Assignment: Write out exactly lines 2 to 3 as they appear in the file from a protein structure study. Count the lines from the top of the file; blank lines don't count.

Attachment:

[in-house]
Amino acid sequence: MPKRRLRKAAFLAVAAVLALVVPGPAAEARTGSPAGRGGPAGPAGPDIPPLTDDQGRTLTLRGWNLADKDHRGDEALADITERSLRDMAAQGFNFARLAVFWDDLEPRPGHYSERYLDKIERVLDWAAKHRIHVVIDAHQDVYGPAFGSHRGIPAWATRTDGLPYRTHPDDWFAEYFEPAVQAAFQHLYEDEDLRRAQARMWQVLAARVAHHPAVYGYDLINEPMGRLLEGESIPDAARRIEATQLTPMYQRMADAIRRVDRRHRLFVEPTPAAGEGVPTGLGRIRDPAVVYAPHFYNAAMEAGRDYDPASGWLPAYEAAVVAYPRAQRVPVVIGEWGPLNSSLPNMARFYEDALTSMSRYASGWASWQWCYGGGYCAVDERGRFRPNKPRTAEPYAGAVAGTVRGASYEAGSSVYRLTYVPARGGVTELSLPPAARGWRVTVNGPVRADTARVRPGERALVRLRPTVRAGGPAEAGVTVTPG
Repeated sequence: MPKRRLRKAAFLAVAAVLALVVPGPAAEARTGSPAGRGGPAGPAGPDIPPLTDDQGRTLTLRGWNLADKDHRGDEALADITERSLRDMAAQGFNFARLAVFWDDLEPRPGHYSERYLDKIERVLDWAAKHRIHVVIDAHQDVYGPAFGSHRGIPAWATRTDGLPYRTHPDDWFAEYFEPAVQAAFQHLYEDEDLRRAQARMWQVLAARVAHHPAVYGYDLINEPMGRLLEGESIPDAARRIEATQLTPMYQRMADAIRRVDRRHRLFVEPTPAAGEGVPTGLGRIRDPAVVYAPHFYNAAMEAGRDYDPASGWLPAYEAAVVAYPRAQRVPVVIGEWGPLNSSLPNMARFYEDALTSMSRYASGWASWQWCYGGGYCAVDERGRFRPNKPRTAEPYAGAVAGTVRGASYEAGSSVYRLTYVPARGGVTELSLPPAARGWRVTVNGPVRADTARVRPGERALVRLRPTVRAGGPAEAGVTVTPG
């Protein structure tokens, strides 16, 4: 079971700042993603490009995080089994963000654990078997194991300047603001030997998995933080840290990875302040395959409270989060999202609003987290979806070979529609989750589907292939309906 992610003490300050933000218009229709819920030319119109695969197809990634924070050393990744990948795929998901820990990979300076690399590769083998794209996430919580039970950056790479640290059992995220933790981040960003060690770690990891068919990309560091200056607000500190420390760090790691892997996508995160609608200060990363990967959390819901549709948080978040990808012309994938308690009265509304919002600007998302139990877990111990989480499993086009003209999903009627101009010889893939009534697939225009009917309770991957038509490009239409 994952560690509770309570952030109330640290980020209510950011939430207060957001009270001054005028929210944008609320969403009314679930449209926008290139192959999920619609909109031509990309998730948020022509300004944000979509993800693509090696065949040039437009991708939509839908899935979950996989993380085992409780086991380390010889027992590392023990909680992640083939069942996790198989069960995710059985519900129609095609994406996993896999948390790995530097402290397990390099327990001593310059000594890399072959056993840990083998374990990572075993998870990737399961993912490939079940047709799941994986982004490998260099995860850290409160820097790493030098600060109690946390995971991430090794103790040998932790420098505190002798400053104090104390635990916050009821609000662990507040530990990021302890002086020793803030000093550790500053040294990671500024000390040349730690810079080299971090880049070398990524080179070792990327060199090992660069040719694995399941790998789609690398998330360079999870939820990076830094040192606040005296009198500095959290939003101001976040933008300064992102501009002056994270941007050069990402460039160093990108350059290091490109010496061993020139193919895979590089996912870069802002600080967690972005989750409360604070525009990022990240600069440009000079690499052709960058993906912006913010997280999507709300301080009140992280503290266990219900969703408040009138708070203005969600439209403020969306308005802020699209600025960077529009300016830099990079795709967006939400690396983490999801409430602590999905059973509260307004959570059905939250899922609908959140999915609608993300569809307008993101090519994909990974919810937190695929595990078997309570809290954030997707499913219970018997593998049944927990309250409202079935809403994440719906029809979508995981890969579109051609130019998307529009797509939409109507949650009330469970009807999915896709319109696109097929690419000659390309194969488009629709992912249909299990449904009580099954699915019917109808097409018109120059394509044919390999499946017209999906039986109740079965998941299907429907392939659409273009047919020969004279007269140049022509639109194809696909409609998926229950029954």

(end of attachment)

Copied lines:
Amino acid sequence: MPKRRLRKAAFLAVAAVLALVVPGPAAEARTGSPAGRGGPAGPAGPDIPPLTDDQGRTLTLRGWNLADKDHRGDEALADITERSLRDMAAQGFNFARLAVFWDDLEPRPGHYSERYLDKIERVLDWAAKHRIHVVIDAHQDVYGPAFGSHRGIPAWATRTDGLPYRTHPDDWFAEYFEPAVQAAFQHLYEDEDLRRAQARMWQVLAARVAHHPAVYGYDLINEPMGRLLEGESIPDAARRIEATQLTPMYQRMADAIRRVDRRHRLFVEPTPAAGEGVPTGLGRIRDPAVVYAPHFYNAAMEAGRDYDPASGWLPAYEAAVVAYPRAQRVPVVIGEWGPLNSSLPNMARFYEDALTSMSRYASGWASWQWCYGGGYCAVDERGRFRPNKPRTAEPYAGAVAGTVRGASYEAGSSVYRLTYVPARGGVTELSLPPAARGWRVTVNGPVRADTARVRPGERALVRLRPTVRAGGPAEAGVTVTPG
Repeated sequence: MPKRRLRKAAFLAVAAVLALVVPGPAAEARTGSPAGRGGPAGPAGPDIPPLTDDQGRTLTLRGWNLADKDHRGDEALADITERSLRDMAAQGFNFARLAVFWDDLEPRPGHYSERYLDKIERVLDWAAKHRIHVVIDAHQDVYGPAFGSHRGIPAWATRTDGLPYRTHPDDWFAEYFEPAVQAAFQHLYEDEDLRRAQARMWQVLAARVAHHPAVYGYDLINEPMGRLLEGESIPDAARRIEATQLTPMYQRMADAIRRVDRRHRLFVEPTPAAGEGVPTGLGRIRDPAVVYAPHFYNAAMEAGRDYDPASGWLPAYEAAVVAYPRAQRVPVVIGEWGPLNSSLPNMARFYEDALTSMSRYASGWASWQWCYGGGYCAVDERGRFRPNKPRTAEPYAGAVAGTVRGASYEAGSSVYRLTYVPARGGVTELSLPPAARGWRVTVNGPVRADTARVRPGERALVRLRPTVRAGGPAEAGVTVTPG